Sonesta Rittenhouse Square is centrally located downtown at 18th and Market Streets in Center City, and only a short distance from a multitude of attractions. Whether you and your spouse are on an overnight getaway or you’re traveling with children, I guarantee you won’t want to miss the historic Reading Terminal Market. Whatever taste bud you hope to satisfy, you’ll find a selection of baked goods, meats, poultry, seafood, and produce. Other vendors also carry flowers and cookware. The Reading Terminal Markethas been open to the public since 1892.
4. The Butcher Bar
What’s your hankering? As 5 p.m. rolls around, and particularly after hours of sightseeing and walking, why not try one one of historic Philadelphia’s newest restaurants?
As we approached the restaurant around dusk, the large shutters on the second-floor windows were wide open. I could see diners engrossed in conversation and candles gently flickering. The entrance-way was bursting with activity as guests sipped cocktails, wine and beer. Happy hour was in the works.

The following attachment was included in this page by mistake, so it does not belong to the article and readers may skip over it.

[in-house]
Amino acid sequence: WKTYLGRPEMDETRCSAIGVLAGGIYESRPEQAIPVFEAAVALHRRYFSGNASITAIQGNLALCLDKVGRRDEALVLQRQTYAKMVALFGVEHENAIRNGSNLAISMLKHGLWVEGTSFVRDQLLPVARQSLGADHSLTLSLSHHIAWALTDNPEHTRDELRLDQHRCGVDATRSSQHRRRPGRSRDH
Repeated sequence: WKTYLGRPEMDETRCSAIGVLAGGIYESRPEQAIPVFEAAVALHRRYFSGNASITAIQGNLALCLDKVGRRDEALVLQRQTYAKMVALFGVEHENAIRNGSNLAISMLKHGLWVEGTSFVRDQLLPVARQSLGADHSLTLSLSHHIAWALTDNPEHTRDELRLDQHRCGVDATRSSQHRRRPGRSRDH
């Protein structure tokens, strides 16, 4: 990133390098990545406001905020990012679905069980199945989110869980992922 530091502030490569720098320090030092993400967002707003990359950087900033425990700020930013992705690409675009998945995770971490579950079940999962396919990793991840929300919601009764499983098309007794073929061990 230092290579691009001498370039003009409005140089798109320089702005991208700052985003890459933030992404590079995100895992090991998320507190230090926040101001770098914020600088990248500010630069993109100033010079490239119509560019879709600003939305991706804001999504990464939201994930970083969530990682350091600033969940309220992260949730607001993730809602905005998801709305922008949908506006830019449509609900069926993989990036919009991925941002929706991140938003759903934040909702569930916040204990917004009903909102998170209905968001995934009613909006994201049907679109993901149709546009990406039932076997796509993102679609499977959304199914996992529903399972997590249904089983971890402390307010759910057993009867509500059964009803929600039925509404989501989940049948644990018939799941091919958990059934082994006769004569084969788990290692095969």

The Butcher Bar, 2034 Chestnut St, offers a lunch, brunch and dinner menu that will leave the meat lover’s mouth watering. I can still recall my reaction to one of our appetizers, a slab of bacon. “Oh, this is incredible – tender and juicy.” Words cannot describe this delectable creation. Kunihiko Matsui and I sampled a variety of menu items.
HOUSE APPLEWOOD SMOKED SLAB OF BACON
maple – saambal glaze $9
THE BUTCHER WEDGE
iceberg, blue cheese dressing, heirloom tomatoes, hard boiled egg, house bacon, garlic croutons – $10
ROASTED CAULIFLOWER & BRUSSELS SPROUTS
parmesan, lemon, balsamic reduction $10
SCALLOP, LOBSTER & SHRIMP SAUSAGE
seafood mousse, lemon butter sauce, fine herb salad $14
The bar features 16 beers on tap, 6 draft wines, and a whiskey-based cocktail program. You should absolutely make reservations. View the menus here.
5. The Eastern State Penitentiary